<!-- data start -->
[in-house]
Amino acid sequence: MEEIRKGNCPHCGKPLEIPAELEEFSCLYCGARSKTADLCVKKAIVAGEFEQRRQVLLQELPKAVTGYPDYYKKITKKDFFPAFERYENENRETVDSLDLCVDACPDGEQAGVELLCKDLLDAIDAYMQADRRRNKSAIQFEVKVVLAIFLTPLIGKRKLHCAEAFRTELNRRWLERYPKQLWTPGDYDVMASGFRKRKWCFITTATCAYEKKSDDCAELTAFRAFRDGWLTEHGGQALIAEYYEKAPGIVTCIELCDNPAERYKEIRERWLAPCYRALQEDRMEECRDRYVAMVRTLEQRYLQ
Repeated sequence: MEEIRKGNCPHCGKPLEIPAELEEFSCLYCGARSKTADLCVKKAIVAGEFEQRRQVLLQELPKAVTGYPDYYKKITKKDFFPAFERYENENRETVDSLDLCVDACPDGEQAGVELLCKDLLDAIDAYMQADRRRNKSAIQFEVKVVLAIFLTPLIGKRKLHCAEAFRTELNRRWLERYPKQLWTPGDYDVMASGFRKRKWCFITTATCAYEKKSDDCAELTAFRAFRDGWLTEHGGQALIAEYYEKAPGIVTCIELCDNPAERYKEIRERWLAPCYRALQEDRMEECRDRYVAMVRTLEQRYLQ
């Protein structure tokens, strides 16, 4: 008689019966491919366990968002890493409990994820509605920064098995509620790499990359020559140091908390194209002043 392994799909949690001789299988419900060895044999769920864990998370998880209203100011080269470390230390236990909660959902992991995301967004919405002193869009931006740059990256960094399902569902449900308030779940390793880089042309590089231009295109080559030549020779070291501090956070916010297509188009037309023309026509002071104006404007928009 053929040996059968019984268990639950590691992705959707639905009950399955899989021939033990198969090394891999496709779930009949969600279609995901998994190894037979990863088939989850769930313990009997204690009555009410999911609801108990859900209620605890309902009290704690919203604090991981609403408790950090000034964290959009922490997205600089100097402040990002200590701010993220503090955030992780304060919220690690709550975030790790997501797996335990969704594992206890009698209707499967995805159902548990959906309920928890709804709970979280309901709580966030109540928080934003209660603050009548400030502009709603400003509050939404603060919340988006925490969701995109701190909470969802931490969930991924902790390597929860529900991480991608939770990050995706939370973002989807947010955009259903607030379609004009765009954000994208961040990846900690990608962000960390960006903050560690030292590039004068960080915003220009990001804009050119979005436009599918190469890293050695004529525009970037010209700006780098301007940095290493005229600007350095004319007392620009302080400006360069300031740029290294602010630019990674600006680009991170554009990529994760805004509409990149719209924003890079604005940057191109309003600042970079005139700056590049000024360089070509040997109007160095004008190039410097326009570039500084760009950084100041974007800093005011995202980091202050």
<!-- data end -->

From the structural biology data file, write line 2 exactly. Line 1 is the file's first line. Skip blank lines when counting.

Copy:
Amino acid sequence: MEEIRKGNCPHCGKPLEIPAELEEFSCLYCGARSKTADLCVKKAIVAGEFEQRRQVLLQELPKAVTGYPDYYKKITKKDFFPAFERYENENRETVDSLDLCVDACPDGEQAGVELLCKDLLDAIDAYMQADRRRNKSAIQFEVKVVLAIFLTPLIGKRKLHCAEAFRTELNRRWLERYPKQLWTPGDYDVMASGFRKRKWCFITTATCAYEKKSDDCAELTAFRAFRDGWLTEHGGQALIAEYYEKAPGIVTCIELCDNPAERYKEIRERWLAPCYRALQEDRMEECRDRYVAMVRTLEQRYLQ